The Prospecting Secondary Raw Materials in the Urban Mine and Mining Wastes (ProSUM) project is to unveil the first Urban Mine Knowledge Data Platform in Brussels on 10 November 2017.
The initiative is being led by the WEEE Forum, an association of 33 not for profit producer compliance schemes.
According to one member, REPIC – a not-for-profit company established to enable its members to meet their producer obligations under the WEEE Directive – the unveiling will showcase the results of over two years data analysis by some 50 expert organisations across a host of different waste streams.
The project is intended to deliver a centralised database on arisings, stocks, and flows of waste electrical and electronic equipment (WEEE), end of life vehicles (ELVs) batteries and mining wastes.
Big Data for a Big Challenge
Every year across Europe, around 9 million tonnes of WEEE and 8 million tonnes of ELVs are generated and over 1 billion batteries are sold. These products are a rich source of secondary critical raw materials in the urban mine.
Until now, the data on secondary critical raw materials has been produced by a variety of institutions including government agencies, universities, NGOs and industries and lies scattered in different databases, formats and reports which is difficult to compare or aggregate.
“The database is expected to go into end-user testing after the summer, with any adjustments made prior to our information network day in November,” explained REPIC’s environmental affairs manager and ProSUM’s project leader, Sarah Downes.
“Once up and running, this database could be used to improve the management of recycled materials by providing valuable insight into past trends and future arisings for products and materials,” she continued.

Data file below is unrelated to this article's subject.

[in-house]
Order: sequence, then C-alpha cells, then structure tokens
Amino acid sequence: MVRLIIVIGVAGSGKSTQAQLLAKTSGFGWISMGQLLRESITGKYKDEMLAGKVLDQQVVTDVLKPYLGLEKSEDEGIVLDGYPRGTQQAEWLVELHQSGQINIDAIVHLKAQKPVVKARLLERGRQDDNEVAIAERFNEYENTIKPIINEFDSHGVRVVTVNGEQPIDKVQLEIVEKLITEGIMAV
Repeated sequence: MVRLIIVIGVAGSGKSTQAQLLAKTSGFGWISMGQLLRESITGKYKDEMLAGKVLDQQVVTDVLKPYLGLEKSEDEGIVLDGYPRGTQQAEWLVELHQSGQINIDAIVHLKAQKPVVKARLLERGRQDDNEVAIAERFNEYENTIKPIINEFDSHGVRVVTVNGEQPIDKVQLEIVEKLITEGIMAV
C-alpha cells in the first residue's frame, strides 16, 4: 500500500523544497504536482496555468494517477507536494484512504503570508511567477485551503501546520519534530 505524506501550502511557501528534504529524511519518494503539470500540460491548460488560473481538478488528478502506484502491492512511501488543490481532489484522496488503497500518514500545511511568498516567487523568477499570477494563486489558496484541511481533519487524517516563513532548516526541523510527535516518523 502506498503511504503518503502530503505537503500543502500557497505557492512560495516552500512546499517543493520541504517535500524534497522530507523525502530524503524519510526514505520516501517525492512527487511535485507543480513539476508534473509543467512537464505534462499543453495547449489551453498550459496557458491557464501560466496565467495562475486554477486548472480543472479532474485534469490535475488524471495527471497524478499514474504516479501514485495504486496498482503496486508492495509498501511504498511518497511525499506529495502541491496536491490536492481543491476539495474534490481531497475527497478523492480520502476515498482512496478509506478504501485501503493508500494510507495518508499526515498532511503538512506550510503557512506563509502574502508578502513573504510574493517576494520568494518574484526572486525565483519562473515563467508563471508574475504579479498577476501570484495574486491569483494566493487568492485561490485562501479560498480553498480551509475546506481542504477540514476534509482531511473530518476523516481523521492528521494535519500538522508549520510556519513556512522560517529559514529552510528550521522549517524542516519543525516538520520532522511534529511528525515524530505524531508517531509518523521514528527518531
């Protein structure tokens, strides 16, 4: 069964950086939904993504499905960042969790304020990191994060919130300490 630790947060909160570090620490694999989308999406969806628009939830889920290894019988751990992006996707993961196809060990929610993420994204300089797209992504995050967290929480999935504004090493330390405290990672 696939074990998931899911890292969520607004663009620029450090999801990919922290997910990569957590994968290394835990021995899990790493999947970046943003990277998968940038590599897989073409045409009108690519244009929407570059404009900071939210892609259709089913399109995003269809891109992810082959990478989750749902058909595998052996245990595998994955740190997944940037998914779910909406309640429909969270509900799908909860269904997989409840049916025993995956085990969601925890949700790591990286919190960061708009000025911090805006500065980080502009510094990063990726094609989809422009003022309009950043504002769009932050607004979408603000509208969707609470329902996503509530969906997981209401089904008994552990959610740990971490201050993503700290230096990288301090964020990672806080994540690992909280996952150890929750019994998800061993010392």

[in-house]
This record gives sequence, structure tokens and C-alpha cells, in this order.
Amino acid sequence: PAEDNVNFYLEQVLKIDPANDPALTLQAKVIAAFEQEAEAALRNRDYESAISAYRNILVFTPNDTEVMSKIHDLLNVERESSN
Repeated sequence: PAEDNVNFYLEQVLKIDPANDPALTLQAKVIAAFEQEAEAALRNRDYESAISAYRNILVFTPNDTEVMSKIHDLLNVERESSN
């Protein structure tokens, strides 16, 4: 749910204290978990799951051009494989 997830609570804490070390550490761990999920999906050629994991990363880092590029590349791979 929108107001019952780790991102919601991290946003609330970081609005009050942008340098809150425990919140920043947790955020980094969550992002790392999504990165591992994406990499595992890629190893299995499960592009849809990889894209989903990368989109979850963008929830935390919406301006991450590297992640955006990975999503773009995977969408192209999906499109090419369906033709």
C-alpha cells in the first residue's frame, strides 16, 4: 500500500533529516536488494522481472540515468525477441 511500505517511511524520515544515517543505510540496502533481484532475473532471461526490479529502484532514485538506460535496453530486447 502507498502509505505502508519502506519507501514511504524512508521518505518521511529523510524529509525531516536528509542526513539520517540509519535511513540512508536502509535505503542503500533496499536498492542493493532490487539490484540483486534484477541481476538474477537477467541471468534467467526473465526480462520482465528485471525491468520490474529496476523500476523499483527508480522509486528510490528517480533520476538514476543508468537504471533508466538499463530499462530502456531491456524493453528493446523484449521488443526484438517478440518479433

With the launch of the first Urban Mine Knowledge Data Platform the recycling industry will have at its fingertips, seamless access to data and intelligence on mineral resources, from extraction to end of life products, with the ability to reference all spatial and non-spatial data.
According to REPIC, for the first time, primary and secondary raw material data will be easily accessible in one platform with data available to understand the potential for expanded recovery and collection of secondary raw materials from the urban mine.
Users will be able to perform searches, and access maps, graphs, charts and specific reports.
“In a circular economy, today’s goods are tomorrow’s resources. Traditional linear take-make-dispose approaches are not sustainable. It can’t make environmental or economic sense to use energy and resources to dig stuff out of the ground and convert it to materials and products, only to dump it back into the ground again,” said Downes.
“As a collective industry we need to get better at recycling and improving our knowledge is a critical step.” she concluded.
PROSUM Event – Brussels, 10 November 2017
ProSUM Information Network event held within the framework of Raw Materials Week. See maps of secondary raw materials across the EU, get access to the Urban Mine Knowledge Data Platform and hear about the opportunities to extend the knowledge base in the future.
For more information click HERE